La fille aux cheveux de lin (orchestrated by William Gleichmann)
La fille aux cheveux de lin (The girl with the flaxen hair) is another short piece from Debussy’s 'First Book of Twelve Preludes for Piano' (the same volume which contains The engulfed cathedral). This 'portrait of a maiden in diaphanous lines' was originally inspired by a poem of Leconte de Lisle which commenced: 'Who, seated on the flowering lucerne, sings in the fresh morning air? It is the girl with the flaxen hair, the beautiful girl with cherry lips …' In orchestral form, the simplicity of this music takes on a particularly touching quality, and is again in Debussy’s 'pastoral' mood.

Nocturnes—another of Debussy’s three-movement works—dates from between 1897 and 1889. It epitomises his fascination with the 'feelings and impressions' in the art movements of his time, whether in poetic literature or the great French impressionist painters. Initially, Debussy had the idea of writing three pieces for solo violin and orchestra but it was the series of oil paintings entitled Nocturnes by the American artist, James Whistler, which provided the direct inspiration for this purely orchestral triptych, first heard in complete form in 1901.

The music suggests the passing overhead of mysterious cloud formations in the first piece, a kind of brilliant nocturnal festival in the second, and in the final section the distant voices of the sea nymphs of ancient mythology (represented by a wordless female chorus) luring sailors to their doom with voluptuous songs.

Debussy himself provided his own commentary, writing:

The title Nocturnes is to be interpreted in a general and, more particularly, in a decorative sense. Therefore, it is not meant to designate the usual form of nocturne, but rather all the impressions and the special effects of light that the word suggests.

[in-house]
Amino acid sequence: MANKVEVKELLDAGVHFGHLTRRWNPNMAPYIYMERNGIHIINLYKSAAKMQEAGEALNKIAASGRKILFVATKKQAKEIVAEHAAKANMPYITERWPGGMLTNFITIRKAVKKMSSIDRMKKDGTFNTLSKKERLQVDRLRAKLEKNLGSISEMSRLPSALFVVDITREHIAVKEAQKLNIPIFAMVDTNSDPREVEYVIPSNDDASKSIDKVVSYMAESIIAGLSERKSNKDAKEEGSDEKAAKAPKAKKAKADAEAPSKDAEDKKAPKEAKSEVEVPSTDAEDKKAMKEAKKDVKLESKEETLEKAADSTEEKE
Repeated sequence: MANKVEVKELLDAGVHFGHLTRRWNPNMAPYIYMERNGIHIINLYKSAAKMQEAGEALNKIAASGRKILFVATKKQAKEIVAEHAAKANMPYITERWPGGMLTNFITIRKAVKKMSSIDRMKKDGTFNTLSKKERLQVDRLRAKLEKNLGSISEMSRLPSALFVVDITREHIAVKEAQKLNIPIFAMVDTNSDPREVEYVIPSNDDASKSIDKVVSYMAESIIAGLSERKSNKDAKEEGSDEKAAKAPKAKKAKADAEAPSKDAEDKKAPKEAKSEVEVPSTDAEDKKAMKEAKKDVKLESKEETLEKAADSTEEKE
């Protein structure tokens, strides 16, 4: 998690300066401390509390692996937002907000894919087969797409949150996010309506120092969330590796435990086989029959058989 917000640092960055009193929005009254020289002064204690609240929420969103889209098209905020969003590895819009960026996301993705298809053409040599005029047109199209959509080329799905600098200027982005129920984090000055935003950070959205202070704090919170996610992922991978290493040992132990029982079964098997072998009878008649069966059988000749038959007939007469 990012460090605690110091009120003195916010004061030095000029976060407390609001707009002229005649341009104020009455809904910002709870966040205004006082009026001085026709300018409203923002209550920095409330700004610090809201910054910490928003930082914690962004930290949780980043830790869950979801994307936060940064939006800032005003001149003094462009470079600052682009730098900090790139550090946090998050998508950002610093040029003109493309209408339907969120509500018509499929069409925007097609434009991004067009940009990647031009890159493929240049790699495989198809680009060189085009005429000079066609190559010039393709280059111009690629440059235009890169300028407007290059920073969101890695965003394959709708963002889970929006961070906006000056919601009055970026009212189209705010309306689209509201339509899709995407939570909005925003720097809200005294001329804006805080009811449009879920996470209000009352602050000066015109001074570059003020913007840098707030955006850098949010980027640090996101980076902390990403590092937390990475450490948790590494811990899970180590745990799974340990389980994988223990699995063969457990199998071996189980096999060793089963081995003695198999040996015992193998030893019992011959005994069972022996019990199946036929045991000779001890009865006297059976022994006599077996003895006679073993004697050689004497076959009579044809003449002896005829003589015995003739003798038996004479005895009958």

Nuages renders the immutable aspect of the sky and the solemn motion of the clouds, fading away in grey tones, slightly tinged with white. Fêtes gives us the vibrating, dancing rhythm of the atmosphere with sudden flashes of light. There is also the episode of the procession (a dazzling fantastic vision) which passes through the festive scene and becomes merged with it. But the background remains persistently the same: the festival with its blending of music and luminous dust participating in the rhythm. Sirènes—the sea and its innumerable rhythms; then amid the billows silvered by the moon, the mysterious song of the sirens is heard; it laughs and passes.

Première rapsodie
Although he called it his 'First Rhapsody', Debussy didn’t write a second such composition in this form. This particular example of a work for solo clarinet was devised as a test piece for the Paris Conservatoire in 1910 and was one of a pair, the other being the Petite pièce for clarinet and piano.

Originally, the Rapsodie was also for clarinet and piano, but Debussy himself subsequently orchestrated the accompaniment and remarked that 'it’s one of the easiest pieces on the ear I’ve ever written'.

Petite suite (orchestrated by Henri Büsser)
This four-movement suite for piano duet was written in 1889 and orchestrated by Debussy’s friend Henri Büsser in 1907. Like Debussy, Büsser studied at the Paris Conservatoire, was a winner of the Prix de Rome, and in addition to composing and conducting also orchestrated Debussy’s Printemps. In the first piece, Debussy returns once more to music with water in the background, depicting a small boat gliding along in the moonlight. The light-hearted Cortège was perhaps inspired by a poem of Verlaine, wherein a pet monkey in a brocaded jacket trots in front of his mistress whilst she daintily flutters a delicate handkerchief. The Menuet was Debussy’s 1880s idea of an old classical dance, while the bright-toned finale brings to mind the ballet music of such masters of the genre as Delibes and Saint-Saëns.

Edward Johnson © 2019